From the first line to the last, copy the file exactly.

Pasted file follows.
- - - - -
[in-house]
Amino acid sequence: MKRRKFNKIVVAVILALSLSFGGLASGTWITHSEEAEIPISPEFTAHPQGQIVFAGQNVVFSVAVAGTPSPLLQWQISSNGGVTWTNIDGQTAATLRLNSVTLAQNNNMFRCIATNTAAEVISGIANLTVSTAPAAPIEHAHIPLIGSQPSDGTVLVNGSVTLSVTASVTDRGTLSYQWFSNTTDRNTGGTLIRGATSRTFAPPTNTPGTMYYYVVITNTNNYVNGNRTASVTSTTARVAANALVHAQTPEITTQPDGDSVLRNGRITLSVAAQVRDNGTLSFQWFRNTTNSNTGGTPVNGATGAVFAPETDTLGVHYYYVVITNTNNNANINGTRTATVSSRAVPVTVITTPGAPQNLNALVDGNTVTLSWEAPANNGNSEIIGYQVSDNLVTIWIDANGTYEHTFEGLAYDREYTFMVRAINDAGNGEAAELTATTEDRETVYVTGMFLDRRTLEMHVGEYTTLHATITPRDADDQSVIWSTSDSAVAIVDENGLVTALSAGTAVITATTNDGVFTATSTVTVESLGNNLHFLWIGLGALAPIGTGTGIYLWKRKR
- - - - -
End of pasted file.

[in-house]
Amino acid sequence: MKRRKFNKIVVAVILALSLSFGGLASGTWITHSEEAEIPISPEFTAHPQGQIVFAGQNVVFSVAVAGTPSPLLQWQISSNGGVTWTNIDGQTAATLRLNSVTLAQNNNMFRCIATNTAAEVISGIANLTVSTAPAAPIEHAHIPLIGSQPSDGTVLVNGSVTLSVTASVTDRGTLSYQWFSNTTDRNTGGTLIRGATSRTFAPPTNTPGTMYYYVVITNTNNYVNGNRTASVTSTTARVAANALVHAQTPEITTQPDGDSVLRNGRITLSVAAQVRDNGTLSFQWFRNTTNSNTGGTPVNGATGAVFAPETDTLGVHYYYVVITNTNNNANINGTRTATVSSRAVPVTVITTPGAPQNLNALVDGNTVTLSWEAPANNGNSEIIGYQVSDNLVTIWIDANGTYEHTFEGLAYDREYTFMVRAINDAGNGEAAELTATTEDRETVYVTGMFLDRRTLEMHVGEYTTLHATITPRDADDQSVIWSTSDSAVAIVDENGLVTALSAGTAVITATTNDGVFTATSTVTVESLGNNLHFLWIGLGALAPIGTGTGIYLWKRKR